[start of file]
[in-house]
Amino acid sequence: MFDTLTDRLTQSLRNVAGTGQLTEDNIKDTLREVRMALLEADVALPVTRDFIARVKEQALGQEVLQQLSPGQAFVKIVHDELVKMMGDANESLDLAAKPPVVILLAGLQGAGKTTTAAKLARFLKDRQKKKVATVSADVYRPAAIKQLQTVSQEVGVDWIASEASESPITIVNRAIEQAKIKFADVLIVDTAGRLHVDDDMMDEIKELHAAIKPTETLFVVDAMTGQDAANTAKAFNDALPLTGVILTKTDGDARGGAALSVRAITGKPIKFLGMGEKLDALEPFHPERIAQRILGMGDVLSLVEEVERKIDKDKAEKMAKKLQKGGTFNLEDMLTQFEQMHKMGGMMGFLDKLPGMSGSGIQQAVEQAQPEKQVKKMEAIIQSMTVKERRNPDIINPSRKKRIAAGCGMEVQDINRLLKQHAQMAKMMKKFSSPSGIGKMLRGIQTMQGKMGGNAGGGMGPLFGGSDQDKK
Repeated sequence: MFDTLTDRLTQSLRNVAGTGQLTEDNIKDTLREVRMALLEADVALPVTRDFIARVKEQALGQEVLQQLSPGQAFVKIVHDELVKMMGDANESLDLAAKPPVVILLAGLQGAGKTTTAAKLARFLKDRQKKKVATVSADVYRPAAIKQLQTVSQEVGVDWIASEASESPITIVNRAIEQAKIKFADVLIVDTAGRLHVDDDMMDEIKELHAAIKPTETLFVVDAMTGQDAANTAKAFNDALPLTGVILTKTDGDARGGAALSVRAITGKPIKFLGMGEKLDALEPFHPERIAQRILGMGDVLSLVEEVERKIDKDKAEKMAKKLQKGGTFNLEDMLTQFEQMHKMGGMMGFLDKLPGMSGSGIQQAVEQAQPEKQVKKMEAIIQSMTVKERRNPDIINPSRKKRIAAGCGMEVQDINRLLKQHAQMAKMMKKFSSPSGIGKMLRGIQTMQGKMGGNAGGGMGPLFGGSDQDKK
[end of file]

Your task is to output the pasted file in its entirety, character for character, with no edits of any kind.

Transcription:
[in-house]
Amino acid sequence: MFDTLTDRLTQSLRNVAGTGQLTEDNIKDTLREVRMALLEADVALPVTRDFIARVKEQALGQEVLQQLSPGQAFVKIVHDELVKMMGDANESLDLAAKPPVVILLAGLQGAGKTTTAAKLARFLKDRQKKKVATVSADVYRPAAIKQLQTVSQEVGVDWIASEASESPITIVNRAIEQAKIKFADVLIVDTAGRLHVDDDMMDEIKELHAAIKPTETLFVVDAMTGQDAANTAKAFNDALPLTGVILTKTDGDARGGAALSVRAITGKPIKFLGMGEKLDALEPFHPERIAQRILGMGDVLSLVEEVERKIDKDKAEKMAKKLQKGGTFNLEDMLTQFEQMHKMGGMMGFLDKLPGMSGSGIQQAVEQAQPEKQVKKMEAIIQSMTVKERRNPDIINPSRKKRIAAGCGMEVQDINRLLKQHAQMAKMMKKFSSPSGIGKMLRGIQTMQGKMGGNAGGGMGPLFGGSDQDKK
Repeated sequence: MFDTLTDRLTQSLRNVAGTGQLTEDNIKDTLREVRMALLEADVALPVTRDFIARVKEQALGQEVLQQLSPGQAFVKIVHDELVKMMGDANESLDLAAKPPVVILLAGLQGAGKTTTAAKLARFLKDRQKKKVATVSADVYRPAAIKQLQTVSQEVGVDWIASEASESPITIVNRAIEQAKIKFADVLIVDTAGRLHVDDDMMDEIKELHAAIKPTETLFVVDAMTGQDAANTAKAFNDALPLTGVILTKTDGDARGGAALSVRAITGKPIKFLGMGEKLDALEPFHPERIAQRILGMGDVLSLVEEVERKIDKDKAEKMAKKLQKGGTFNLEDMLTQFEQMHKMGGMMGFLDKLPGMSGSGIQQAVEQAQPEKQVKKMEAIIQSMTVKERRNPDIINPSRKKRIAAGCGMEVQDINRLLKQHAQMAKMMKKFSSPSGIGKMLRGIQTMQGKMGGNAGGGMGPLFGGSDQDKK